A piece of bubble gum and a starlight mint candy.
That was what my two daughters told me they wanted to be for Halloween last year. I immediately texted the information to my husband, punctuated by three words: “We freaking rock!”
It was actually the first time we’d given them a choice. Previously, Halloween had been a totalitarian regime. Blair, six, had trick-or-treated in years past wearing only mother-sanctioned attire: a giraffe, then a bumblebee, then a jaguar. All fuzzy. All cute. All little-girl-y. Drew, our four-year-old, had worn all the same costumes in the same order, because that’s what happens when you’re the younger sister and not old enough to care about what a control freak your mother is.
Last year, though, they both most certainly cared. And even as I asked the question, I was terrified of their answers. I expected requests for things along the lines of “cheerleader,” “mermaid,” “Hannah Montana” or “bunny,” knowing each would have translated in my mind to “stripper.”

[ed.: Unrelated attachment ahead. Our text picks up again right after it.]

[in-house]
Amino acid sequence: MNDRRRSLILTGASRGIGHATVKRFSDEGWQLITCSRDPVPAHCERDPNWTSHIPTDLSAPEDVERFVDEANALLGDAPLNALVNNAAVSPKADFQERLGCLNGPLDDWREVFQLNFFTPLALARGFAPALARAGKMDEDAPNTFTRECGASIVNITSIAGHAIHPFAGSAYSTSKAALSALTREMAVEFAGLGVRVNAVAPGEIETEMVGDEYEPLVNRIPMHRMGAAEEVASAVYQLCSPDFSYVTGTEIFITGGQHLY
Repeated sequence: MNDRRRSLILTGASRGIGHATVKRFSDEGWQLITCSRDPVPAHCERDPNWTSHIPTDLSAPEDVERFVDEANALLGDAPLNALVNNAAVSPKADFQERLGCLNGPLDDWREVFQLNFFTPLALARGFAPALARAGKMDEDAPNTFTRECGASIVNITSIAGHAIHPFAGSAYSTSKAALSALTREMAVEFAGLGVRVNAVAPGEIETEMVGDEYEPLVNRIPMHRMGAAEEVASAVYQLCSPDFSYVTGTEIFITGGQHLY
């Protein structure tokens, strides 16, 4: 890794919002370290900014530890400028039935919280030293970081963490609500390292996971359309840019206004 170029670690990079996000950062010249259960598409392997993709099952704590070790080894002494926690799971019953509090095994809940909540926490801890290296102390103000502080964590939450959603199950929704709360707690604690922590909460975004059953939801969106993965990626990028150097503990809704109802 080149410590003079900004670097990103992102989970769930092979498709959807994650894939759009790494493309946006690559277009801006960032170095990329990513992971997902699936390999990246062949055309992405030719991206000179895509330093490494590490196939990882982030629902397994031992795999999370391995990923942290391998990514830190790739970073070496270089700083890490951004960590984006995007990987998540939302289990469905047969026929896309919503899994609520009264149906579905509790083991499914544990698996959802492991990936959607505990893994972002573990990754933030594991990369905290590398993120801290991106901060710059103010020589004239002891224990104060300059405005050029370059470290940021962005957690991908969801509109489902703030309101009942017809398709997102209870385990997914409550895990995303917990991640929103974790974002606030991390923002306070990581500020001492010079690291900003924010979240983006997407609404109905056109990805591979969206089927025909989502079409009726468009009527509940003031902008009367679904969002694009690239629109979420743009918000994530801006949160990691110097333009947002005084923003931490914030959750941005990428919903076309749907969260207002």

When, instead, they asked to dress up as the things they happened to love most at that particular moment in their lives—gum and mint—I felt as though I’d won. That “Sexy and I Know It” song, which they’d heard somewhere and wouldn’t stop singing, be damned. And that second-grade girl who wore makeup to school? She was invisible to us. My fascism had paid off: My little girls were still little girls.
And so like Martha Stewart on meth I rushed to Jo-Ann Fabrics, spending way too much on white poster paper (which I cut into two big circles to make a sandwich board) and red tempura paint (which I used to artfully draw swirls on those circles). I bought shiny silver wrapping paper (which I spray-adhesived to a vest I’d cut out of cardboard to make a “gum wrapper”) and a pink balloon (which I blew up and tied to a pink headband to be the “bubble”).